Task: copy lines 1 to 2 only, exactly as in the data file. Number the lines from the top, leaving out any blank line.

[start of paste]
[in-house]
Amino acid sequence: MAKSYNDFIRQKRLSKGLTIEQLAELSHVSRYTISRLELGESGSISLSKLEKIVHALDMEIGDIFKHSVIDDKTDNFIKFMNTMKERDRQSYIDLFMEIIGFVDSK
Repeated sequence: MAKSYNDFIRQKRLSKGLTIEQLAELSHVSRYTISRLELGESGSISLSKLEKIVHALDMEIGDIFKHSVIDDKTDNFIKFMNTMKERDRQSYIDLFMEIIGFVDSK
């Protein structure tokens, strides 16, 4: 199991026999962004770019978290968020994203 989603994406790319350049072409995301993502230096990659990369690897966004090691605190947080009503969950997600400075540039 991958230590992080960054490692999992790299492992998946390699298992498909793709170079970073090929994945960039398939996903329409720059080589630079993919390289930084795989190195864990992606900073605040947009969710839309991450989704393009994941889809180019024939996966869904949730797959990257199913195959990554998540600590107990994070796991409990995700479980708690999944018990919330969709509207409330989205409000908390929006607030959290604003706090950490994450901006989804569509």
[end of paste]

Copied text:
[in-house]
Amino acid sequence: MAKSYNDFIRQKRLSKGLTIEQLAELSHVSRYTISRLELGESGSISLSKLEKIVHALDMEIGDIFKHSVIDDKTDNFIKFMNTMKERDRQSYIDLFMEIIGFVDSK